• angiotensin II;
  • cardiac hypertrophy;
  • mammalian target of rapamycin;
  • orphan receptor TR3;
  • tuberous sclerosis complex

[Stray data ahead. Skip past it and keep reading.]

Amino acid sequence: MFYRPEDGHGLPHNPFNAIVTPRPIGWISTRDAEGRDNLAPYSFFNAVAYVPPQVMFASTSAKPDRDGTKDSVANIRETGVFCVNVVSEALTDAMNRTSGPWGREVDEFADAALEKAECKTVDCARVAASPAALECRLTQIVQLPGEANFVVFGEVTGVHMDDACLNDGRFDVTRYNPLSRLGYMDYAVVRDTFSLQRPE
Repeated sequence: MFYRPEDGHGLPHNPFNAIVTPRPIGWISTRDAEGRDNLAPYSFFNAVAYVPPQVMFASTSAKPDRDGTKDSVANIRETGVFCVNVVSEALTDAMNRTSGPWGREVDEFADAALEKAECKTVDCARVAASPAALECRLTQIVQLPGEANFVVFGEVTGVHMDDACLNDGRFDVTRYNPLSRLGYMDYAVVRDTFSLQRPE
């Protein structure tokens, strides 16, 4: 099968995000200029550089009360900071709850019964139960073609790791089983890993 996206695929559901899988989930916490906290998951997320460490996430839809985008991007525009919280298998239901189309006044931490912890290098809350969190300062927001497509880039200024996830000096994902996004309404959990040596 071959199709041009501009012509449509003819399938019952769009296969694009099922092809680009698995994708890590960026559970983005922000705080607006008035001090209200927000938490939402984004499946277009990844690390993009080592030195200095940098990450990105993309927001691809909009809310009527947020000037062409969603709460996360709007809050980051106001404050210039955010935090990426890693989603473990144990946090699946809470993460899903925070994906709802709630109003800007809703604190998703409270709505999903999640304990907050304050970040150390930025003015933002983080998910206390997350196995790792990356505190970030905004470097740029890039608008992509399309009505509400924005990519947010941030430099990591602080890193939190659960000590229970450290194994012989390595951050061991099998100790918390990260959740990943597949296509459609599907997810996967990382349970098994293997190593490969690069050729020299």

Angiotensin II (AngII) induces cardiac hypertrophy and increases the expression of TR3. To determine whether TR3 is involved in the regulation of the pathological cardiac hypertrophy induced by AngII, we established mouse and rat hypertrophy models using chronic AngII administration. Our results reveal that a deficiency of TR3 in mice or the knockdown of TR3 in the left ventricle of rats attenuated AngII-induced cardiac hypertrophy compared with the respective controls. A mechanistic analysis demonstrates that the TR3-mediated activation of mTORC1 is associated with AngII-induced cardiac hypertrophy. TR3 was shown to form a trimer with the TSC1/TSC2 complex that specifically promoted TSC2 degradation via a proteasome/ubiquitination pathway. As a result, mTORC1, but not mTORC2, was activated; this was accompanied by increased protein synthesis, enhanced production of reactive oxygen species and enlarged cell size, thereby resulting in cardiac hypertrophy. This study demonstrates that TR3 positively regulates cardiac hypertrophy by influencing the effect of AngII on the mTOR pathway. The elimination or reduction of TR3 may reduce cardiac hypertrophy; therefore, TR3 is a potential target for clinical therapy.